What Was Life Like In Brazil During The Military Dictatorships – Photographs Detail Brazil’s History and Slavery: The South American country was the last place in the Americas to abolish slavery and that time coincided with many advances in new photographic techniques. What emerged is the world’s largest archive of photographs of slavery, and it provides new knowledge to academics and ordinary Brazilians about the country’s tragic history.
Slaves on a coffee plantation. Vale do Paraiba, Sao Paulo, 1882. Marc Ferrez / Moreira Salles Institute Archive hidden under this link
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What Was Life Like In Brazil During The Military Dictatorships
Brazil was the last place in the Americas to abolish slavery – it didn’t happen until 1888 – and that means the last years of the practice were photographed.
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This has given Brazil what could be the world’s largest archive of slavery photography, and a new exhibition in Sao Paulo is shedding new light on the country’s dark history.
One painting in the exhibit, for example, was blown up to the size of a wall. “Things you can never see, suddenly you see them,” says Lilia Schwarcz, one of the curators of the new exhibition Emancipation Inclusion and Exclusion.
In its size and composition, the image of the photographer Marc Ferrez, one of the most famous photographers from the 19th century Brazil, shows a large image of a group of slaves drying coffee in a field. Their appearance is vague but the general impression is one of order and calm. But when the image is blown up, the expression is different and the details are detailed. A shepherdess nursing a child in the field; the clothes look good and look torn.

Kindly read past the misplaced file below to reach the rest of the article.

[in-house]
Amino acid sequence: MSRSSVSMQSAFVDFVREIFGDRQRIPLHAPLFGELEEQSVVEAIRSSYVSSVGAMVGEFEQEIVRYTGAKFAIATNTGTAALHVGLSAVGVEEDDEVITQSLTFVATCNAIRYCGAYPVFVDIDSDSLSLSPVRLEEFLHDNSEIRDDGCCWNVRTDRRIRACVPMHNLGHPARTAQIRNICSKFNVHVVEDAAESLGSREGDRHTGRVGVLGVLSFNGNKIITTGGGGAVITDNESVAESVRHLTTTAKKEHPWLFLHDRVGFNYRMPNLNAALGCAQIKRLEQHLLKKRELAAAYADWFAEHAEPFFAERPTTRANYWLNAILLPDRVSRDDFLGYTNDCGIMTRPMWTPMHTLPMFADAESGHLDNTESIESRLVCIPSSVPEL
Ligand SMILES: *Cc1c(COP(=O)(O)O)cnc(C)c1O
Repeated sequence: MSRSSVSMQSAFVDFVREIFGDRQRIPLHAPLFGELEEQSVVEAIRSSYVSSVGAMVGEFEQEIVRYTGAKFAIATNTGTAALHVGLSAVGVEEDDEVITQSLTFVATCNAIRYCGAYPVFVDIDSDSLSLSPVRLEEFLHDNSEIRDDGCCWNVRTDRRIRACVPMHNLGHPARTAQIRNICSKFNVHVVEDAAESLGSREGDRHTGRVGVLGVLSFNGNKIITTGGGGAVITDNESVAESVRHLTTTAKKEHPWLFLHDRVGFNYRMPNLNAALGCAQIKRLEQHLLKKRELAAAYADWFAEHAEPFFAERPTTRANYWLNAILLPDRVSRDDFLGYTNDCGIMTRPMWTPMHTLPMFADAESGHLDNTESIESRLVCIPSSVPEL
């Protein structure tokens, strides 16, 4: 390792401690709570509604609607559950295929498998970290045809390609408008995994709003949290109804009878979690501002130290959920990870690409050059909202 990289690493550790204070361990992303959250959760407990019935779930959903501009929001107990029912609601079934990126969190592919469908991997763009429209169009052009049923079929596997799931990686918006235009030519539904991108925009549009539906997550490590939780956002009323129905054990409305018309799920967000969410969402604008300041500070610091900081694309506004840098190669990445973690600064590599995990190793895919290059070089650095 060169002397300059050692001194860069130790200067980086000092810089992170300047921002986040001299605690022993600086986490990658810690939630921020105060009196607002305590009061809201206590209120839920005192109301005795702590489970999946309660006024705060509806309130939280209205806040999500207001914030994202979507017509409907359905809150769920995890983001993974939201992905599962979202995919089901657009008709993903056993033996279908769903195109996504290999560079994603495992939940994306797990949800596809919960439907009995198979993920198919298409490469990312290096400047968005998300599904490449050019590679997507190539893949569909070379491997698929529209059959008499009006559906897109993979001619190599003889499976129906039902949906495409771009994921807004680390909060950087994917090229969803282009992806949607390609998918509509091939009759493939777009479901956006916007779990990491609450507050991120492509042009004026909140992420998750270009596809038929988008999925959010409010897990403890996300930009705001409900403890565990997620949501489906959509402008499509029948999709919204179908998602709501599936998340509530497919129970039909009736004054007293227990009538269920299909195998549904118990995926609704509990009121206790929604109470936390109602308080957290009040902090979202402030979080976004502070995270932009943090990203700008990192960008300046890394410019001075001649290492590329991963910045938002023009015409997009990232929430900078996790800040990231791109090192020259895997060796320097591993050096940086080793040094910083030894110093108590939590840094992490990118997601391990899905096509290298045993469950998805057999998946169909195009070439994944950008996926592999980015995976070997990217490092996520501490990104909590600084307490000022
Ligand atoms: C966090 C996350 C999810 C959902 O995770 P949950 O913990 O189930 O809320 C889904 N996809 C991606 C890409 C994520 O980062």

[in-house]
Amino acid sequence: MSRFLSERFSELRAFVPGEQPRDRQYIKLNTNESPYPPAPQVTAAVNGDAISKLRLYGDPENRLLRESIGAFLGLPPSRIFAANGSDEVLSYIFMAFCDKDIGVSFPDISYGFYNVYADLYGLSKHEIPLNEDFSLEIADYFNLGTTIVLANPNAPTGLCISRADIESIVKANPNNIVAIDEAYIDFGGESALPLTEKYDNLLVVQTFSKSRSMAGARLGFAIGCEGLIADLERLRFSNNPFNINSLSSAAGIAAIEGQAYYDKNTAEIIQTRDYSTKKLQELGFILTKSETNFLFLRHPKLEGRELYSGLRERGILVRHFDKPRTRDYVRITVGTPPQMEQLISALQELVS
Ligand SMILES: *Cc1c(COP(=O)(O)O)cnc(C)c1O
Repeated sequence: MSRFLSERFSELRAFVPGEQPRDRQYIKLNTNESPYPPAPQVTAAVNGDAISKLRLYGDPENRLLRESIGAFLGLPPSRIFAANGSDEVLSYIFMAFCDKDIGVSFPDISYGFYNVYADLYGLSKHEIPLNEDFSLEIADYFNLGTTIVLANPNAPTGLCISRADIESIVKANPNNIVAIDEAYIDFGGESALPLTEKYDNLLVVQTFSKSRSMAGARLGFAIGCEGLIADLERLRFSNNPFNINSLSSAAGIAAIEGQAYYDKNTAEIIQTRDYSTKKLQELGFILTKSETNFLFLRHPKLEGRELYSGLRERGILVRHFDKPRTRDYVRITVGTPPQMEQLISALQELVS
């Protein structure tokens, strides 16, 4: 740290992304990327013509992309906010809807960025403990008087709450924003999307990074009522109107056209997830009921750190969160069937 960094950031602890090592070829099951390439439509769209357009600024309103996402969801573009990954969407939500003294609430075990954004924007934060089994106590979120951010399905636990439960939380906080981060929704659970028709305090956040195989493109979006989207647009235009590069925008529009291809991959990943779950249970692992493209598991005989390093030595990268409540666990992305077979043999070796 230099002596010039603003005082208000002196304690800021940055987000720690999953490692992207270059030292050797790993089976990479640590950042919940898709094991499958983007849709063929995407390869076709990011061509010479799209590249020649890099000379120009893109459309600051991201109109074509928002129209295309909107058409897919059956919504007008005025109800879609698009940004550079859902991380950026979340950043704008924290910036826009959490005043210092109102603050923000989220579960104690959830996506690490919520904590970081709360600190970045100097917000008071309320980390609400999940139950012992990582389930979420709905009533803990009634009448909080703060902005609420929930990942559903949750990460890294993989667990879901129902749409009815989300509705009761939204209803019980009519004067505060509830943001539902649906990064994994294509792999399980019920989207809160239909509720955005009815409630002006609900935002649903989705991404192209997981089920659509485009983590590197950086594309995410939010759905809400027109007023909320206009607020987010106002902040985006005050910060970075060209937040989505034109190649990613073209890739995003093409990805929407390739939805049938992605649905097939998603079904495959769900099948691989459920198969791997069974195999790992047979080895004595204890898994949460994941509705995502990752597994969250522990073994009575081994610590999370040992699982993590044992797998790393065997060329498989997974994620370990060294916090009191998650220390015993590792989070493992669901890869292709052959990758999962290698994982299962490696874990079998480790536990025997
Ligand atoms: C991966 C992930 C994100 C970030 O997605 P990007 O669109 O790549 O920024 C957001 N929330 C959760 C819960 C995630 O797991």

“By expanding photography, we can see a lot of things that we couldn’t see and the government didn’t want to see,” says Schwarcz. “We don’t want to show slaves only as victims.”
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Slavery in Brazil lasted for 300 years, and brought about 4 million people to Africa. These pictures were taken during the waning days of slavery and the Brazilian Empire. Many are responsible for government efforts to portray slavery in a positive light.
Sergio Burgi and the Moreira Salles agency, who presented the photos at the show, say the explosion of footage shows the brutality of the system. In another picture, slaves are lined up waiting to be taken to the field. They are all feet. Between them, when the image is expanded, we can see small children.
“It’s amazing what you see,” says Burgi. “The number of children who come out so early … how are they able to take care of those children out in the fields?”
Lilia Schwarcz says that the slave system was based on violence, and the photos, if you look closely, show how violent that system can be. Whats amazing about the exhibition is the different ways in which the slaves were photographed: not only in the fields but also in the houses of their owners, in the city and taking care of the children of their masters.
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One of the most prominent images is that of a white man sitting in a garbage can. The two slaves who were to carry him through the streets of the city stood by his side. One looks down, respectfully. Another man leans against the trash can, his hat tipped to the corner, staring intently into the camera.
“He’s showing himself, and he’s saying ‘I’m not like that, I’m something else. I’m something else. I’m something else,'” says Schwarcz.
Detail of photo of slaves going to harvest coffee with oxcar. Vale do Paraiba, Sao Paulo, 1885. Moreira Salles Institute Archive hides the description
Detail of photo of slaves going to harvest coffee with oxcar. Vale do Paraiba, Sao Paulo, 1885.
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The pictures in the exhibition were taken from 1860 to 1885. Slavery ended in Brazil in 1888, and the photos also show a difficult and difficult time for slave owners in Brazil, said Maria Helena Machado, an anthropologist. Historians were also involved in the exhibition.
“It was almost the end of the slave system in Brazil, but the owners … were desperate to continue the slave system,” says Machado.
According to Machado, the end of the 19th century was more brutal than before because, with slavery coming to an end, owners wanted to get as much as they could in terms of slave labor. “They’re not worried about survival, so who cares? ‘I need my money back,'” he says.